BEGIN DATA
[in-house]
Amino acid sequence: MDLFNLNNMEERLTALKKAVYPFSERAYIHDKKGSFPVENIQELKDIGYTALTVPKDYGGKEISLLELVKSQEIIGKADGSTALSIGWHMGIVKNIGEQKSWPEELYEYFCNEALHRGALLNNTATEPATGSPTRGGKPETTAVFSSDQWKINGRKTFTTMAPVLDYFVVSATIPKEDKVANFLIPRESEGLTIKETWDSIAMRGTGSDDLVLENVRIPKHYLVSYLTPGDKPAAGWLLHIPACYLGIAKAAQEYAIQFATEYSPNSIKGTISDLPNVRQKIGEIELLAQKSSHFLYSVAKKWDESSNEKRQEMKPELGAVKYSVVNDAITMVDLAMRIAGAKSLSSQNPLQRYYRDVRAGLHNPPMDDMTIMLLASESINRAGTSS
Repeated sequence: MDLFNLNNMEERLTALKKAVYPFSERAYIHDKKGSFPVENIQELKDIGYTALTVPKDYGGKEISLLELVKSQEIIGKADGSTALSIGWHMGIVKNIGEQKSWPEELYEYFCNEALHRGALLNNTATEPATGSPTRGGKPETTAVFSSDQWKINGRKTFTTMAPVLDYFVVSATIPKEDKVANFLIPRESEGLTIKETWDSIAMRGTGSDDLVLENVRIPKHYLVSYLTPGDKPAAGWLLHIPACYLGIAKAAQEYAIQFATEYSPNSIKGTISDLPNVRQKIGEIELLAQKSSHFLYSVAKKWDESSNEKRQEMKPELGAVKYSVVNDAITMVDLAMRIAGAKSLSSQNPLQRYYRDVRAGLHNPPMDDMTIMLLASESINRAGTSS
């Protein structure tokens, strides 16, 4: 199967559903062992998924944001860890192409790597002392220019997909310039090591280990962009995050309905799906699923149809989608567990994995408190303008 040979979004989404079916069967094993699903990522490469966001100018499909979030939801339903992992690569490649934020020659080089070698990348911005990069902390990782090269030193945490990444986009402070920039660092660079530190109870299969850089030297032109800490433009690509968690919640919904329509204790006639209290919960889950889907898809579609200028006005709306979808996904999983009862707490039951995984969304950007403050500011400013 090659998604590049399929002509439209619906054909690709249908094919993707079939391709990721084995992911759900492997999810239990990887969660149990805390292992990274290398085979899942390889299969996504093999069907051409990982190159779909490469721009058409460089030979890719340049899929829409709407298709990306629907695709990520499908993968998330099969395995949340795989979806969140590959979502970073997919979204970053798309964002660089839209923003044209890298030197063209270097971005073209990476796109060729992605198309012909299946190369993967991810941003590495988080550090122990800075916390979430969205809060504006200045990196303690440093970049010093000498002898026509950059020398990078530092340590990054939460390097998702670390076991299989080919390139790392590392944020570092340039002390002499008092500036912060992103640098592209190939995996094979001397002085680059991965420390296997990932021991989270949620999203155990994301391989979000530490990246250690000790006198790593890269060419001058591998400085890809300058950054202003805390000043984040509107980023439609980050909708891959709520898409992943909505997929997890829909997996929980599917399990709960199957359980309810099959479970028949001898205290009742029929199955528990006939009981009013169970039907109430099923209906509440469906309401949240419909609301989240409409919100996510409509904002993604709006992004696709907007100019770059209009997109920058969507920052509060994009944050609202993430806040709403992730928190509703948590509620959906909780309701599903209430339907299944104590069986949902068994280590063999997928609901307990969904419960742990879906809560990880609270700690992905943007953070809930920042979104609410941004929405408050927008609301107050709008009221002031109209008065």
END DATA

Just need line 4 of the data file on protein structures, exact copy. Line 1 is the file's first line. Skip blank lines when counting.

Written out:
């Protein structure tokens, strides 16, 4: 199967559903062992998924944001860890192409790597002392220019997909310039090591280990962009995050309905799906699923149809989608567990994995408190303008 040979979004989404079916069967094993699903990522490469966001100018499909979030939801339903992992690569490649934020020659080089070698990348911005990069902390990782090269030193945490990444986009402070920039660092660079530190109870299969850089030297032109800490433009690509968690919640919904329509204790006639209290919960889950889907898809579609200028006005709306979808996904999983009862707490039951995984969304950007403050500011400013 090659998604590049399929002509439209619906054909690709249908094919993707079939391709990721084995992911759900492997999810239990990887969660149990805390292992990274290398085979899942390889299969996504093999069907051409990982190159779909490469721009058409460089030979890719340049899929829409709407298709990306629907695709990520499908993968998330099969395995949340795989979806969140590959979502970073997919979204970053798309964002660089839209923003044209890298030197063209270097971005073209990476796109060729992605198309012909299946190369993967991810941003590495988080550090122990800075916390979430969205809060504006200045990196303690440093970049010093000498002898026509950059020398990078530092340590990054939460390097998702670390076991299989080919390139790392590392944020570092340039002390002499008092500036912060992103640098592209190939995996094979001397002085680059991965420390296997990932021991989270949620999203155990994301391989979000530490990246250690000790006198790593890269060419001058591998400085890809300058950054202003805390000043984040509107980023439609980050909708891959709520898409992943909505997929997890829909997996929980599917399990709960199957359980309810099959479970028949001898205290009742029929199955528990006939009981009013169970039907109430099923209906509440469906309401949240419909609301989240409409919100996510409509904002993604709006992004696709907007100019770059209009997109920058969507920052509060994009944050609202993430806040709403992730928190509703948590509620959906909780309701599903209430339907299944104590069986949902068994280590063999997928609901307990969904419960742990879906809560990880609270700690992905943007953070809930920042979104609410941004929405408050927008609301107050709008009221002031109209008065």